The Senate is expected to pass a roughly $2 trillion financial rescue package Wednesday night, despite an 11th-hour dustup over unemployment insurance benefits.
The sweeping legislation, designed to respond to the COVID-19 pandemic, was held up for hours Wednesday at least partly because several Republican senators expressed concern about providing a temporary unemployment benefit boost that could give some low-wage workers more than their full salary had provided.
Lindsey Graham, R-S.C., and other Republicans said such a move would incentivize employers not to keep people on payroll, but rather to let them go since they’d be better off financially anyway taking unemployment compensation. Then later, employees wouldn’t have as much motivation to reenter the workforce when they’re being paid more while unemployed, the senators said.
“You’re going to make it impossible for small businesses to hire,” Graham said on the floor late Wednesday. “We’ve created a Pandora’s Box for our economy. I wish we could fix it tonight, and if we don’t, we need to keep trying and trying and trying.”
He and Ben Sasse, R-Neb., and others are pushing an amendment to cap unemployment insurance at 100 percent of claimants’ prior salary. The dispute held up the broader bill for hours, but late Wednesday it appeared they’d agreed to let the measure go forward in exchange for a vote on their amendment — even though it’s likely to be rejected.
“I doubt if it will” get 60 votes, Graham said. He said he’ll vote for the underlying bill anyway if it fails, but believes Congress will still end up needing to fix the provision and that data that emerges in the coming weeks will prove that.
Sasse said on the floor he too would support the broader stimulus measure.
While Republicans on both sides of the Capitol critiqued the notion of paying people more money when they’re not working than when they are, even temporarily, the White House and GOP leaders were mostly in lockstep behind the agreement with Senate Democrats.
Treasury Secretary Steven Mnuchin defended the provision at a White House news conference, saying the additional $600 a week that jobless workers could receive for four months was a compromise to avoid logistical challenges.
While lawmakers sought to provide the unemployed with their full salary in insurance benefits, the Labor Department advised there was no way to tailor the benefit to each worker’s former salary.
“This was the only way we could assure that the states could get money out quickly, in a fair way,” Mnuchin said at the White House briefing. “So, we used $600 across the board. I don’t think it’ll create incentives. Most Americans, what they want, they want to keep their jobs.”
Senate Finance Committee aides to both GOP and Democratic members, who weren’t authorized to speak for the record, said to avoid complexity the panel decided to take the average weekly compensation across the states, or $350, and top it up with the $600 to equal average weekly wages.
While some benefit claimants would get more than they did before being let go, others would get less, and some would get 100 percent wage replacement as Democrats sought. A Republican aide added the $600 a week increase doesn’t apply to any four-month period; it cuts off after July 31, regardless of how many weeks an individual has been able to claim the higher amount.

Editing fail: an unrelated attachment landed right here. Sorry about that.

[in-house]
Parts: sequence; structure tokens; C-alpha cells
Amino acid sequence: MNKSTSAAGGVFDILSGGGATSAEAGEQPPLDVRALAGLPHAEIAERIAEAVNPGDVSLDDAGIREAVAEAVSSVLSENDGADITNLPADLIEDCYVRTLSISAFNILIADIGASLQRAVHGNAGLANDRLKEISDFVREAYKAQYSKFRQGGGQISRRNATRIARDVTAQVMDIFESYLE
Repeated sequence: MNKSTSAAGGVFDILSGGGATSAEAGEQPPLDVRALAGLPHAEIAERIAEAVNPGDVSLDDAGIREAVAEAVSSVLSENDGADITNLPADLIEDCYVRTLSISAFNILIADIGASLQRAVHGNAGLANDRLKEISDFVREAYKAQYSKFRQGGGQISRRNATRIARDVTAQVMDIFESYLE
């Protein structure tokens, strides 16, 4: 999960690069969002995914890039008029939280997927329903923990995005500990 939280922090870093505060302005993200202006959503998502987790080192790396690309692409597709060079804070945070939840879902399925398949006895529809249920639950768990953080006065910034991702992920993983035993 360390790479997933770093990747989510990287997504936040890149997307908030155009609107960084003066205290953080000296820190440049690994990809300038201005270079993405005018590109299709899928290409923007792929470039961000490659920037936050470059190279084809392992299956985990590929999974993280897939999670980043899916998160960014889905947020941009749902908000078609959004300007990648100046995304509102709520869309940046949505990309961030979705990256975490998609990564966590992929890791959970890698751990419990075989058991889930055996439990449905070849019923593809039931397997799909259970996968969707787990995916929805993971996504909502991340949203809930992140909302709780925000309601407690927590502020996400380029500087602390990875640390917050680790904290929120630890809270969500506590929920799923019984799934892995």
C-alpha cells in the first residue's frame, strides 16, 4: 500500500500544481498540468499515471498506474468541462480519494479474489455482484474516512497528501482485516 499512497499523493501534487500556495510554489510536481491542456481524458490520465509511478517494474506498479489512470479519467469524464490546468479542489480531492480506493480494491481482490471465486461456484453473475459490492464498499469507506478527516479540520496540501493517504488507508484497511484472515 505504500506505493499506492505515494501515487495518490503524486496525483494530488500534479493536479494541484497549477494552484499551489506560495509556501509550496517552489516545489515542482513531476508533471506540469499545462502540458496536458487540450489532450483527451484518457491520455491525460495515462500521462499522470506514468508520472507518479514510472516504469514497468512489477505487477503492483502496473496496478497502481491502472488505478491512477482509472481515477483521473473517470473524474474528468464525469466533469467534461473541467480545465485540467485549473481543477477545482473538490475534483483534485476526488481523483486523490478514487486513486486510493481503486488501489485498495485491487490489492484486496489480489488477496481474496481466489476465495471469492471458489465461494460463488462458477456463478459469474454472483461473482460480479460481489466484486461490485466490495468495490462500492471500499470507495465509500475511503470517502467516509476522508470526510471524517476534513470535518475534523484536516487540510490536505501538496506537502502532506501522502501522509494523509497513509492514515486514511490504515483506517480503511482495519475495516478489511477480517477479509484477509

Senate Minority Whip Richard J. Durbin, D-Ill., said state computer systems aren’t equipped to calculate benefits based on individual salaries. “What we would end up with is frankly a deadlock: no increase in insurance benefit,” he told Republicans. “The way you want to calculate it we’re told can’t be done.”
‘I will sign it immediately’
No matter the fate of the GOP amendment, the bill’s passage seemed assured, as both parties expressed support for it.
“Our expectation is this bill passes tonight, and it gets to the House tomorrow and they pass it,” Mnuchin said. “We need to get this money into the American economy.”
And President Donald Trump pledged his full support for the bill at the same news conference. “I encourage the House to pass this vital legislation,” he said. “I will sign it immediately.”
Even if the Senate passes the measure, its path through the House remained unclear. The House is in recess this week and several of its members have tested positive for the coronavirus or are in self-quarantine because of suspected exposure.
While some House leaders had been hoping to pass the measure by unanimous consent, avoiding a recorded vote, Speaker Nancy Pelosi told reporters “that’s not going to happen” due to likely objections. She said a voice vote was still “a possibility,” though if any lawmakers called for a recorded vote the House could potentially vote by proxy.
“If somebody calls for a recorded vote, then we have options,” Pelosi said. “And once they know we have options, they probably won’t call for it.”
The long-awaited package offers payments to families, tax breaks and loans to businesses, expanded unemployment insurance benefits, relief for states and a massive cash infusion for hospitals buckling under COVID-19’s strain.
It’s being voted on as an amendment to an unrelated legislative vehicle that the Senate needed to take up to comply with Constitutional requirements that revenue legislation originates in the House.
A summary of the $340 billion supplemental appropriations component is here. A summary of the rest of the $2 trillion package, including tax, unemployment insurance health care, small-business loans, aid to airlines and other hard-hit industries and more can be found here.
Lindsey McPherson, Niels Lesniewski, Jennifer Shutt and Doug Sword contributed to this report.